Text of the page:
Maarten Vanneste has been the CEO of meeting production firm Abbit Meeting Support, based in Belgium, since 1982. His interest in meeting format and design, how people learn, and proving the return on investment of a meeting led him to launch the Meeting Support Institute in 2006. The nonprofit membership organization develops and promotes support tools and services for the meetings industry, with a focus on learning, networking, and motivating at face-to-face events. But it wasn't until last year, when Vanneste published his book, Meeting Architecture, a Manifesto, that his movement — and his vision for a new type of meeting professional — took hold.

Corporate Meetings & Incentives: How did you get the idea for the book?

Maarten Vanneste: It was in my head. I wrote it in just 10 days, 10 Fridays. It has to do with my quest for value and the constant questions: “Why are we doing this? Why do clients need us?” I have been in my business of managing meetings and events for over 25 years, and I recognized the need for meeting architecture. I see meetings as still growing up. Or perhaps a better way to say it: Meetings are a three-legged stool and architecture is the third leg, the first two being logistics management and hospitality.

Without the third leg we are not stable. Once we have a way to strategically align a meeting's values with corporate values, focusing on the delivery of content and the way people learn, for example, we can measure a meeting's success and show return on investment. Meeting architecture will be part of that process.

CMI: Is meeting architecture the same as meeting design or meeting format?

Vanneste: They are part of what a meeting architect does, that is to design the curriculum for the meeting. Every architect designs, but starts first with the family who wants to build the house. What is it you want or don't want? Like or don't like? What are you trying to achieve? These are the questions a meeting architect asks a meeting owner (who is never a meeting professional).

But meeting architecture still involves execution. It could be managing your outsourced partners who do logistics, but it still includes flawless execution. Ultimately the meeting architect sets objectives, designs the meeting, executes, and measures. It is easy to remember the four phases of what a meeting architect does to build a meeting through the four “IDEA” phases: identify objectives, design, execute, assess.

CMI: What skills does a meeting architect need?

Vanneste: A wide variety. We will reach out to more interdisciplinary associations, such as training and human-resource associations and invite those speakers to our industry meetings. Meeting architecture has to do with science and sociology, psychology, organizational development, and the science of learning. Meeting architecture puts them all together, giving meeting architects proper tools and techniques to create meeting excellence. Interesting stuff!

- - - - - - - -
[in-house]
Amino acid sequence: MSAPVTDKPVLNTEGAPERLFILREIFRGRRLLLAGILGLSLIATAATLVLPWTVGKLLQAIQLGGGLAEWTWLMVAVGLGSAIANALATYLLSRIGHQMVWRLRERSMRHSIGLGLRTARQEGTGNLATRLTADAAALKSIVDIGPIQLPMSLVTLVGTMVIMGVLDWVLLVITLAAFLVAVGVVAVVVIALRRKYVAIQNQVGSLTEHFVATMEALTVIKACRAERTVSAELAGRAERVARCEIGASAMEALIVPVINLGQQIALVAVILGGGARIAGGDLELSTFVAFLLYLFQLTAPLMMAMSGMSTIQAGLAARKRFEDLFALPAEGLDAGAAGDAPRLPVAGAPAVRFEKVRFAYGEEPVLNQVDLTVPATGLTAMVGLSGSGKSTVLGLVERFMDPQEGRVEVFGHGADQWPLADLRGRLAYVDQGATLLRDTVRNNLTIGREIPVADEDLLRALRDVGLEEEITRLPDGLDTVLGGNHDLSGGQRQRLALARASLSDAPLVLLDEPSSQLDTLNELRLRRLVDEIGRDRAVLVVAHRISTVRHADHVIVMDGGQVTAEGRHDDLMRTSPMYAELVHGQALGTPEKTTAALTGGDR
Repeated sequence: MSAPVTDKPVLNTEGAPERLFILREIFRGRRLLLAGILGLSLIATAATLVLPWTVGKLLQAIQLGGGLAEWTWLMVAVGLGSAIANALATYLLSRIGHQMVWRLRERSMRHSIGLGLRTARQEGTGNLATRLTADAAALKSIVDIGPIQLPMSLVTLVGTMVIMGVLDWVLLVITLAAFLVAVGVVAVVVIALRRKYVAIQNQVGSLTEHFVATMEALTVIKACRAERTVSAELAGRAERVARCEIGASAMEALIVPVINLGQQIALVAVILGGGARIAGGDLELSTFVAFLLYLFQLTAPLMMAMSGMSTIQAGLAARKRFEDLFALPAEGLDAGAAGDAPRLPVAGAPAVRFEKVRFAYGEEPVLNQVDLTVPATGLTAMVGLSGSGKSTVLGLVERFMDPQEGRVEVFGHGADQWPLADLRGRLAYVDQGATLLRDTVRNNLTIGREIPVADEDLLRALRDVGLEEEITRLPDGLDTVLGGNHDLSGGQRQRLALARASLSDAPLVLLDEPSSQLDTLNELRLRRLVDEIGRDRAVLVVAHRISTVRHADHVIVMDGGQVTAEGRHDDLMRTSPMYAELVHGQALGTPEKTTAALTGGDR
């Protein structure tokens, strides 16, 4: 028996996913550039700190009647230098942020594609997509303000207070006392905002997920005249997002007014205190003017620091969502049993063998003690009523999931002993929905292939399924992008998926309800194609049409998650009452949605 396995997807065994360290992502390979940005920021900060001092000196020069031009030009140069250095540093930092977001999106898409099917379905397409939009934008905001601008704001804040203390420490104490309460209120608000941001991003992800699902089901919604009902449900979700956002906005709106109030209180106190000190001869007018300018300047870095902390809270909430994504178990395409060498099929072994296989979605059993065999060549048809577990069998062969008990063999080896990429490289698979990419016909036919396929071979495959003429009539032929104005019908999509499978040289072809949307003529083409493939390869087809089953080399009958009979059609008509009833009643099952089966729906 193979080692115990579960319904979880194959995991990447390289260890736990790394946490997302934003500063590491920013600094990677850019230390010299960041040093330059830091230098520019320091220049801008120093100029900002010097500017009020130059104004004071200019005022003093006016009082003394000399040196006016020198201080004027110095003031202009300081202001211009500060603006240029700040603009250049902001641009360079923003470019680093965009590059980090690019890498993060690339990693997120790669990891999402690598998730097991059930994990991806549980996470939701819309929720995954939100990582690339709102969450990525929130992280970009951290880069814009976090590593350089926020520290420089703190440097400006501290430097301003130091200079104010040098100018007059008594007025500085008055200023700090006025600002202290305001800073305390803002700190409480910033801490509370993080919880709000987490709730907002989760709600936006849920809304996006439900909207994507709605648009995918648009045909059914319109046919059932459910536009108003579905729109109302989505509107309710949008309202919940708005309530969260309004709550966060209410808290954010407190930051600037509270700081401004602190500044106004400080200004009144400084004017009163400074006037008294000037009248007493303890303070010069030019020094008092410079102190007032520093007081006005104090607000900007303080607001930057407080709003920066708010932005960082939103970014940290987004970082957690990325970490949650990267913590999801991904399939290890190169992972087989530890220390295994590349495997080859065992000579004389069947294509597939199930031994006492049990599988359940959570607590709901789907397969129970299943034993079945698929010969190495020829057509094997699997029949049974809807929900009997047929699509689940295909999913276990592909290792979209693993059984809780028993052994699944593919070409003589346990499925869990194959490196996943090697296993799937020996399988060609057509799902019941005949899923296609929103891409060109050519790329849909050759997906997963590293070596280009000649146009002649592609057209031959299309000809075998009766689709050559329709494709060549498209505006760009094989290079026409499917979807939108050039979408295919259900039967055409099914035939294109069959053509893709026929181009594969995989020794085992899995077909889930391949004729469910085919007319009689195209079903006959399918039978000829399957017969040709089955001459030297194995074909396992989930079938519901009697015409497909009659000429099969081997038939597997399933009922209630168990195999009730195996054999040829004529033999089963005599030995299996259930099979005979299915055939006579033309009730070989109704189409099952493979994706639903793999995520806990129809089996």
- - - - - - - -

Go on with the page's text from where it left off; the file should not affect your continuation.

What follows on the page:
Meeting architecture will also result in specialists. Some meeting professionals will head in a new direction. We have developed a one-day course to be held as pre-convention sessions at our industry meetings. We need to interact with and invite C-level industry people to the discussions of meeting architecture as it goes through its evolution. Our first course is taking place at IMEX in late May.

CMI: How do you see the discipline moving forward? How can one become a meeting architect?

Vanneste: We are writing a paper with industry stakeholders called “Meeting Architecture 2011.” We are starting a research project for meeting architecture and will look for funds. There will also be research for education for meeting professionals who say, “I've been there, done that.” I see a growing need for education for the junior and the senior meeting planner and for procurement executives and others in leadership in a corporation, such as senior-level marketing executives. Eventually I see it as a two-year masters program at a university, where every student has to do a thesis. Research will be the key. With it, we will finally be able to demonstrate our value, a meeting's value. For more, visit

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Fast Facts

Financial loss to Atlanta as a result of Citigroup Inc.'s cancellation of its June conference:

$55 million
The convention would have drawn 55,000 attendees to the Georgia World Congress Center.

Source: U.S. Travel Association